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Free Fall Person Question

  1. Sep 12, 2007 #1
    I'm really bad at physics and never have time for study groups and was wondering if you guys/gals might be able to help me out with my problem.

    If a person steps off a building of height h, and free falls on the way down to the bottom. What is the height of the building if he falls a distance of h/4 in his last 1 second of fall.

    Any ideas?
  2. jcsd
  3. Sep 12, 2007 #2
    Hight = 4.9 * t^2.
    Free fall, time dependable..
  4. Sep 12, 2007 #3
    I don't know how much help we're supposed to give for these questions here, but here's the general method I would employ if I were solving this:

    Get out a piece of paper and draw the situation, labeling distances, times, velocities, and accelerations. If you don't do this, you may find that you don't use consistent labels throughout the problem and everything will get messed up.

    Next, draw a table with 3 columns. In the first column, write all values that you know (essentially constants in the scope of this problem). For you, these would be the 1 second of fall (whatever you decided to label that time period), and g=9.8m/s^2 (standard gravity, it gets written in this column for nearly every question). In the second column, you write what you need to find out: h in this instance.

    For the last column, write every equation that you know that could potentially link these values (the 'what you know' and 'what you want to find'). Basically, these four here: http://en.wikipedia.org/wiki/Kinematics#Equations_of_uniformly_accelerated_motion

    Then, start figuring out which equation you'd like to use and plug in the variables you created. Put enough of it together and most variables should drop out.

    Here, you would know h if you knew h/4. You know that the person traveled a distance of h/4 in time=1 second at acceleration=g=9/8m/s^2 at an initial velocity of some variable. You could put all this into an equation and solve for h, but you still have another variable. Use more equations and everything and it will work itself out.
  5. Sep 12, 2007 #4
    I have to accept that it is quite a good problem for starters. Now I have got the answer but as per the rules i cannot give you the direct answers. So first of all tell me,do you know the basic equations of kinematics? like v^2-u^2=2ad, where v is the final velocity and u is the initial velocity and d is the displacement.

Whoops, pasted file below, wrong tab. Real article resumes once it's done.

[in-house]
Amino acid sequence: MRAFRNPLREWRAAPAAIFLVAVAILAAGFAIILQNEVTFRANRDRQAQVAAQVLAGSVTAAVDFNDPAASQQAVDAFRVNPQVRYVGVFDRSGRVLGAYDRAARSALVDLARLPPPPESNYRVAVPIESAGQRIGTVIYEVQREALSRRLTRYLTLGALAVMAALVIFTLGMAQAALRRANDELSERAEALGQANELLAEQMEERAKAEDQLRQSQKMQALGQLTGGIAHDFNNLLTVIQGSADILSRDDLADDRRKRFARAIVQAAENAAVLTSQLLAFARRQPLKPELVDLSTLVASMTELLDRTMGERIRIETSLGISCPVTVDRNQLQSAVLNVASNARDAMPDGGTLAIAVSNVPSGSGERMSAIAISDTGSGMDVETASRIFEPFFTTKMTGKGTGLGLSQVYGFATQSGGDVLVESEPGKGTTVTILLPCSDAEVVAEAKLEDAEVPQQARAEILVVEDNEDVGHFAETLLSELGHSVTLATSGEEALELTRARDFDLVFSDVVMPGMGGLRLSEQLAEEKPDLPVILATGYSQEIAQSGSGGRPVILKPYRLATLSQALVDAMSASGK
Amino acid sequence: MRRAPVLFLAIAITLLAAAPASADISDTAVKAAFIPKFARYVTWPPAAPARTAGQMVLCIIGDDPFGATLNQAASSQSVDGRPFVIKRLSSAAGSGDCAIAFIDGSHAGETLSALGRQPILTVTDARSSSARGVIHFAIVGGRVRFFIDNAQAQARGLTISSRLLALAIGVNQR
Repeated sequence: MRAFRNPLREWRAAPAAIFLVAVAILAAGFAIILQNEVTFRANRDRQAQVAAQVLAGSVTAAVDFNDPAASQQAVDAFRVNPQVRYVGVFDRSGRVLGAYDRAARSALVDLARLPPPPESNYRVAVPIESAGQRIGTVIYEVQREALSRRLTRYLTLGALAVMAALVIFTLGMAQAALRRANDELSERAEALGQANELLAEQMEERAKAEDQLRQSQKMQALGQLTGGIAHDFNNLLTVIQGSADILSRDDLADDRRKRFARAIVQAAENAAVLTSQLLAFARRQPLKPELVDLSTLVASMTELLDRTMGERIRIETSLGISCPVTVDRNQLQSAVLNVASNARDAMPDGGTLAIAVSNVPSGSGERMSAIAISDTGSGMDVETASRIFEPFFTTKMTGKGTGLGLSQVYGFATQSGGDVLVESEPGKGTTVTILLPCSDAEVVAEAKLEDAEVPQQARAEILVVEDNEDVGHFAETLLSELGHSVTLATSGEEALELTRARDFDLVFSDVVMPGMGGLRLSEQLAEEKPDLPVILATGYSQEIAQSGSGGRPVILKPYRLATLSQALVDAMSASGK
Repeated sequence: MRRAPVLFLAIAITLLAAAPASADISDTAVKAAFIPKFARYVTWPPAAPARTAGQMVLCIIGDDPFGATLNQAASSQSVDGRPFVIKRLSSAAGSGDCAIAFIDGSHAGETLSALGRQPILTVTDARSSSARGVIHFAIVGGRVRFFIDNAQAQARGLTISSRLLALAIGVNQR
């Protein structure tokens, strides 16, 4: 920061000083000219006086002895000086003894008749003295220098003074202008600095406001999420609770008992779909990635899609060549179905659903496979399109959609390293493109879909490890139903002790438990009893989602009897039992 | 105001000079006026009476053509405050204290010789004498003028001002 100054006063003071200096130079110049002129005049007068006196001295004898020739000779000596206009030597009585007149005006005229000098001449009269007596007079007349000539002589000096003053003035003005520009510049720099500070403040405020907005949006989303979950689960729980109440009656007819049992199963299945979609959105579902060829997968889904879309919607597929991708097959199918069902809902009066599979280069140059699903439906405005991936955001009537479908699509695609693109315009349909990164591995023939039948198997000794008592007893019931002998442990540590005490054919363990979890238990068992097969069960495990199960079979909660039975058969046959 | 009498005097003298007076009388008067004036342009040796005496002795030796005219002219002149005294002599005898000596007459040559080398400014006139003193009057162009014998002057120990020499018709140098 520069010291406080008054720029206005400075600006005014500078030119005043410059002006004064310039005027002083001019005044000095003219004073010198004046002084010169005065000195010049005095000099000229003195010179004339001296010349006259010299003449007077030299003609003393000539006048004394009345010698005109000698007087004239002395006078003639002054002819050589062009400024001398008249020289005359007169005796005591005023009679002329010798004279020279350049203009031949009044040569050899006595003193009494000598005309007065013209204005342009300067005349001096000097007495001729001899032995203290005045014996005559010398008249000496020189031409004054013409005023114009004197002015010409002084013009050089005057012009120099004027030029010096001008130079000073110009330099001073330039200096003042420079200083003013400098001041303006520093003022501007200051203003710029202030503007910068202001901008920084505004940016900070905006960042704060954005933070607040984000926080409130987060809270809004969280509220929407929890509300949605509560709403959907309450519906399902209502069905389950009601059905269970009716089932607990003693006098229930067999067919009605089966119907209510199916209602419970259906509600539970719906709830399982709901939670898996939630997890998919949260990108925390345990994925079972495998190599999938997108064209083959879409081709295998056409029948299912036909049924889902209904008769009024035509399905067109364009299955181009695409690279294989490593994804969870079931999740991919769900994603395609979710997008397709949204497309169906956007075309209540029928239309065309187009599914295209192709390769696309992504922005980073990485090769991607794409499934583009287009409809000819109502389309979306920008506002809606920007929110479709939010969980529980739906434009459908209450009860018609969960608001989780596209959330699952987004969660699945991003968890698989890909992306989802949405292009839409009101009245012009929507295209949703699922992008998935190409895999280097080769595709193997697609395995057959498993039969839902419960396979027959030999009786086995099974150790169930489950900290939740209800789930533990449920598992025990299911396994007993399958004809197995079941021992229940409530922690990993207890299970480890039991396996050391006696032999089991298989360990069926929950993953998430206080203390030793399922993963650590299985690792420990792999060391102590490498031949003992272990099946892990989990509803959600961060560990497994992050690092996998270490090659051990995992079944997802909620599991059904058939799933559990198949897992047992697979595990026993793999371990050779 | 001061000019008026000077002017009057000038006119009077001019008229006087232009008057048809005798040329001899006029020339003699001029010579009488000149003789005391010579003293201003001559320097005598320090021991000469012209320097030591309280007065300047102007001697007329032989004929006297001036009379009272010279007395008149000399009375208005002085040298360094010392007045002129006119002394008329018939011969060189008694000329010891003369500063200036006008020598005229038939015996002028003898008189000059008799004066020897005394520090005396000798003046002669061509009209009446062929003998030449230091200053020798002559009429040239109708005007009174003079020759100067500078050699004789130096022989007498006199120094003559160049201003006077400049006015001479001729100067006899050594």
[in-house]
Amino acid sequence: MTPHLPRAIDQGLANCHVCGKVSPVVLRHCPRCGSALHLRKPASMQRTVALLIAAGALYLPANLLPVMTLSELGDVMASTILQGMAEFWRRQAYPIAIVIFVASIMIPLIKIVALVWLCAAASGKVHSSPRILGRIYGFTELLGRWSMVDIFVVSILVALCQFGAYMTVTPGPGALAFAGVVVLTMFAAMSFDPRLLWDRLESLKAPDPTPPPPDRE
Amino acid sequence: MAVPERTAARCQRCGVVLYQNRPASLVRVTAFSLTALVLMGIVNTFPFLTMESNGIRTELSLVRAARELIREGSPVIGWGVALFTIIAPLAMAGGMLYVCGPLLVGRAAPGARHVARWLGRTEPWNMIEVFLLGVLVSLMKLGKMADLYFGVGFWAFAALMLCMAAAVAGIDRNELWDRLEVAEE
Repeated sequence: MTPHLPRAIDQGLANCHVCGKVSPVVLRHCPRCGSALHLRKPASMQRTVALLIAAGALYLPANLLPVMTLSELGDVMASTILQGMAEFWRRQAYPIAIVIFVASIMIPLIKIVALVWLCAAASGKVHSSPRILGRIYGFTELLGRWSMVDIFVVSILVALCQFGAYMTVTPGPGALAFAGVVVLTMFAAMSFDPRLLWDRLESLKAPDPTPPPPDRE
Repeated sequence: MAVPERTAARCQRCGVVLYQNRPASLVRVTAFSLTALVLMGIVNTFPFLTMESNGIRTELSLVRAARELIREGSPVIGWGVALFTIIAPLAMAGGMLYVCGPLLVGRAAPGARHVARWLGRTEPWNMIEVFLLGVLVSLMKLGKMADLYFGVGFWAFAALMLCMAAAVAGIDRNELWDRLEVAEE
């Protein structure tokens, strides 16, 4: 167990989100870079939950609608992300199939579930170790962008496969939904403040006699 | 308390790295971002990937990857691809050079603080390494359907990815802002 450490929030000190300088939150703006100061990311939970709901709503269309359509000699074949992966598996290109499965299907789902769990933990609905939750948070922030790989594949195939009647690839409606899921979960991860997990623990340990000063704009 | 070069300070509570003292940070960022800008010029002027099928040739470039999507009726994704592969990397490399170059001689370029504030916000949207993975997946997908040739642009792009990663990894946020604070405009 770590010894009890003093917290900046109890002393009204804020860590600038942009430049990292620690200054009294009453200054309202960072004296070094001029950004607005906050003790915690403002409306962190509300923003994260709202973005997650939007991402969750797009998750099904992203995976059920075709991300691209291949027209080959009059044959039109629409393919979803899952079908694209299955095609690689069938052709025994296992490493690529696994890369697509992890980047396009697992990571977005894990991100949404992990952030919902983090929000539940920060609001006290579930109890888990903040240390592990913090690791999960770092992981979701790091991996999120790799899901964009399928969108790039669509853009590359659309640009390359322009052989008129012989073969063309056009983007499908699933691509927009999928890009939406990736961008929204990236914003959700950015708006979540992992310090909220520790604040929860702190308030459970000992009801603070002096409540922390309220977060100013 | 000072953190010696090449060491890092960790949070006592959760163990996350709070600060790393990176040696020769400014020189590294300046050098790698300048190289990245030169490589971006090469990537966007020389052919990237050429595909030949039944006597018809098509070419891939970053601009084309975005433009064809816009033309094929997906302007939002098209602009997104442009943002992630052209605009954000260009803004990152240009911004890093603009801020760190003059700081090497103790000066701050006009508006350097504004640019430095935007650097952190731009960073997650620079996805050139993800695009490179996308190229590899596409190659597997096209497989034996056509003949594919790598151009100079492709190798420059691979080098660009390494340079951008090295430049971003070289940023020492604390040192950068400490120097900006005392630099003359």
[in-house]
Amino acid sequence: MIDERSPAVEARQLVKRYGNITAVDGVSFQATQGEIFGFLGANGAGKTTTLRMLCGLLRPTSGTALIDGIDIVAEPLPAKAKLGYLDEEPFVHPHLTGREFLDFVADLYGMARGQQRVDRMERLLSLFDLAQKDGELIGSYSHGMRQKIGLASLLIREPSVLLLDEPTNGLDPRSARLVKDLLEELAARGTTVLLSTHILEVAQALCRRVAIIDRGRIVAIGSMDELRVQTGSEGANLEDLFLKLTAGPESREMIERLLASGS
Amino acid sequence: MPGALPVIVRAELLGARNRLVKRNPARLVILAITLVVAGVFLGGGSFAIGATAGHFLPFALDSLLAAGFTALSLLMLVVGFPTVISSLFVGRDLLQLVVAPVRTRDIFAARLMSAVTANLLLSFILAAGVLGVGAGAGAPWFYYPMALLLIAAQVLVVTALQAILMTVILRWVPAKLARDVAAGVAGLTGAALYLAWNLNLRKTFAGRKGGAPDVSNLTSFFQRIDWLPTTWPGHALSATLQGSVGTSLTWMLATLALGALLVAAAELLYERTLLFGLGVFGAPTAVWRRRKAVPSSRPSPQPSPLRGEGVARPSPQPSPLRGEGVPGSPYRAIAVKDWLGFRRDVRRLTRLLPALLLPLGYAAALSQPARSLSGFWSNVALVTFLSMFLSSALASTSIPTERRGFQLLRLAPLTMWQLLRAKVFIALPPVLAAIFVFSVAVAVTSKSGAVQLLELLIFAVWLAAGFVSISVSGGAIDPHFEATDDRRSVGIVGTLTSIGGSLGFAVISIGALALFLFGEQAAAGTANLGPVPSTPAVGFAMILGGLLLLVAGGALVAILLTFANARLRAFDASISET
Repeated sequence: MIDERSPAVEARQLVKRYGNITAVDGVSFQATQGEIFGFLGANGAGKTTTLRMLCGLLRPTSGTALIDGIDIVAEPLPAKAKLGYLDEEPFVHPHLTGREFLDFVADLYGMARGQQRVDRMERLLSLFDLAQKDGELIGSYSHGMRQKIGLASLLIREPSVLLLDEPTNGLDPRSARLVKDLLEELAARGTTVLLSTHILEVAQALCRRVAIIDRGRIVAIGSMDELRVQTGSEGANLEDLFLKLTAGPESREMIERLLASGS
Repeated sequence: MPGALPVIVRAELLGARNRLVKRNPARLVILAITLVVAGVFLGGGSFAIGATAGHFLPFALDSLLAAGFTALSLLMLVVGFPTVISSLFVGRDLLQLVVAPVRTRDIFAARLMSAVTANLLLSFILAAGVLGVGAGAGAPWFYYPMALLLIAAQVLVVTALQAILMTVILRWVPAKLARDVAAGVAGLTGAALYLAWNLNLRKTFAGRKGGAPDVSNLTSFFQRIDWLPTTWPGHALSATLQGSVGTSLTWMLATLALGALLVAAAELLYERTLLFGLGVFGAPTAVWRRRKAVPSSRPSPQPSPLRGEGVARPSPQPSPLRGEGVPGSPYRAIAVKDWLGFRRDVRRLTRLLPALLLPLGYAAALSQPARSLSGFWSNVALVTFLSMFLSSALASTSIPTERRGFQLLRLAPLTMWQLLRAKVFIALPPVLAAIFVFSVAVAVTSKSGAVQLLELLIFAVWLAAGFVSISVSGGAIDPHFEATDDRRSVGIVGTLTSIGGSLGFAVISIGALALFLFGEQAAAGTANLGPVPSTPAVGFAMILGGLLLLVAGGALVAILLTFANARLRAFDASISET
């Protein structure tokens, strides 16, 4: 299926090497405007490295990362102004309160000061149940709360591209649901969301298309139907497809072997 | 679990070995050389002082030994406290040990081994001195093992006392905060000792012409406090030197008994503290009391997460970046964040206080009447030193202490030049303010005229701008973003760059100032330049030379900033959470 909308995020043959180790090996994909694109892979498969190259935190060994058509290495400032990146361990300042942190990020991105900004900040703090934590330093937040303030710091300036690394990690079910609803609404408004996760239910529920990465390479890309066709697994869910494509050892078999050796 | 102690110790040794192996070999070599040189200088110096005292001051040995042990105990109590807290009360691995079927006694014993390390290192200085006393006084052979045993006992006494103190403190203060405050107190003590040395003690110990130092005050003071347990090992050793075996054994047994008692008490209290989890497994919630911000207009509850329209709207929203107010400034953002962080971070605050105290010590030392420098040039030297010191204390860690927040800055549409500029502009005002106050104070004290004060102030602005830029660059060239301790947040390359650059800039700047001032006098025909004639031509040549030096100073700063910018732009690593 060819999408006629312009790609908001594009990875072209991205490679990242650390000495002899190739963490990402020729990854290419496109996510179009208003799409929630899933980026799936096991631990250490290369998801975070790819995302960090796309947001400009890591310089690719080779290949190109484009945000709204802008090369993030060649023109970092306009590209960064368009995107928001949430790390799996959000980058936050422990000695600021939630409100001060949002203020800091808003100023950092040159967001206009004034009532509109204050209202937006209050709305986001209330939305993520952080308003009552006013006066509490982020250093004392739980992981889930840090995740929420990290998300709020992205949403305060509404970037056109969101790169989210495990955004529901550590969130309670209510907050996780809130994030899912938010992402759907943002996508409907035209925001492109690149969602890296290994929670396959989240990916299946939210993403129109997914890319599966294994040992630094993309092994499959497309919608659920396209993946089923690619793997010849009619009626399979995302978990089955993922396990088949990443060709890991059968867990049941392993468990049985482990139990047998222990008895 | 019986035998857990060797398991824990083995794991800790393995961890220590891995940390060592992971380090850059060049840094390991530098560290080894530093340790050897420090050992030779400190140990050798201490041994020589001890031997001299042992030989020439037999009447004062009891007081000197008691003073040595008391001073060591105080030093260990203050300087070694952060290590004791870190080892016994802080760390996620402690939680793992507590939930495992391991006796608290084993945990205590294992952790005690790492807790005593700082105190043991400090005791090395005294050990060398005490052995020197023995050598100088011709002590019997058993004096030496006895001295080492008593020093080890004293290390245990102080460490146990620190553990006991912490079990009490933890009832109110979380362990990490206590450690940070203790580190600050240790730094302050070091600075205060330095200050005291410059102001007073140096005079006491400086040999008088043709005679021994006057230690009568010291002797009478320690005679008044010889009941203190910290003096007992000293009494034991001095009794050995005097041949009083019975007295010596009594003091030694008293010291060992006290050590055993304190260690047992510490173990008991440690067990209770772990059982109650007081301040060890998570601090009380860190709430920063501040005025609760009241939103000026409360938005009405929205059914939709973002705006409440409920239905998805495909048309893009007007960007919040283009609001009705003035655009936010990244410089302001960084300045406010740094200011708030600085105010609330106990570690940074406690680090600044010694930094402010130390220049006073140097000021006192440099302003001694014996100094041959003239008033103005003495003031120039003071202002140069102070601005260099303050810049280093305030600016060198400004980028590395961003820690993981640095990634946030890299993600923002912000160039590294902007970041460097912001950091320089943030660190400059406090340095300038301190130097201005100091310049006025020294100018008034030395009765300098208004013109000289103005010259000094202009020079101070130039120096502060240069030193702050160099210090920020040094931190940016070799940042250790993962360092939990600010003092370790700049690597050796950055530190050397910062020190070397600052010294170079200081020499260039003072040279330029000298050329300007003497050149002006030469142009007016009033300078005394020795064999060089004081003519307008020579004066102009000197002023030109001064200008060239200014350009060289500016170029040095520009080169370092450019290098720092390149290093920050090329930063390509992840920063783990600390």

6. Sep 12, 2007 #5
    is there and wind involved and is our friend airodynamic or flailing
  7. Sep 12, 2007 #6
    This is set in ideal settings, man stops off of the top of a building no upward motion, no air resistance to be calculated for at all. Yes, I do know the kinematic motion equations but was wondering how to use them seeing as to what little knowledge I have. Remember I do not know his final velocity or time for the man to fall the other 3/4 height of the building. Thank you all for you help thus far.
  8. Sep 12, 2007 #7
    You have initial velocity, a displacement, and a time, and acceleration.

    Can you write the equation that relates these variables?

  9. Sep 12, 2007 #8
    What I wrote last left you with an equation to fill in that had 2 unknowns: h and v (with v being the velocity after falling (3/4)*h, in other words, the velocity at the start of the last quarter of the fall).

    Obviously, you can't just find h here, so you have to find something else for v. Ask yourself why this man is traveling at velocity v. That is, at the beginning of the problem he is clearly not traveling in the verical direction, but now he is. Is there any equation you could write that would incorporate this velocity he now has? Hint: if you do it right, you should have 2 unknowns in this equation as well, v and h.

    And so with two equations with the same two unknowns, all is easily solvable.

    What have you tried so far? Which equations were you attempting to use but found they didn't work? Have you just not known which equations to use? Remember, with acceleration and velocity, there are equations that either use time, displacement, or both. So you often need less information than you'd think.
  10. Sep 12, 2007 #9
    Now see time is given so we can use d=ut+1/2at^2. Here d is h/4 and t is 1 and a is g. So you get the initial velocity of the body of the last one second. Now you can use v^2-u^2=2ad for the last one second so d is equal to h/4 and a=g and v is the final velocity for the last one second.
    Now here for u we can replace the value which we got by the previous equation.Now we apply v^2-u^2=2ad for the whole free fall. So d=h and a=g and u=o. So you will get an equation in terms of v^2=2gh.This is the third equation.
    Now we have got the second equation also in terms of v^2 and h and g.As we have replaced u by the value which we were getting in the first equation.So solve the second and third equation. You will get h.
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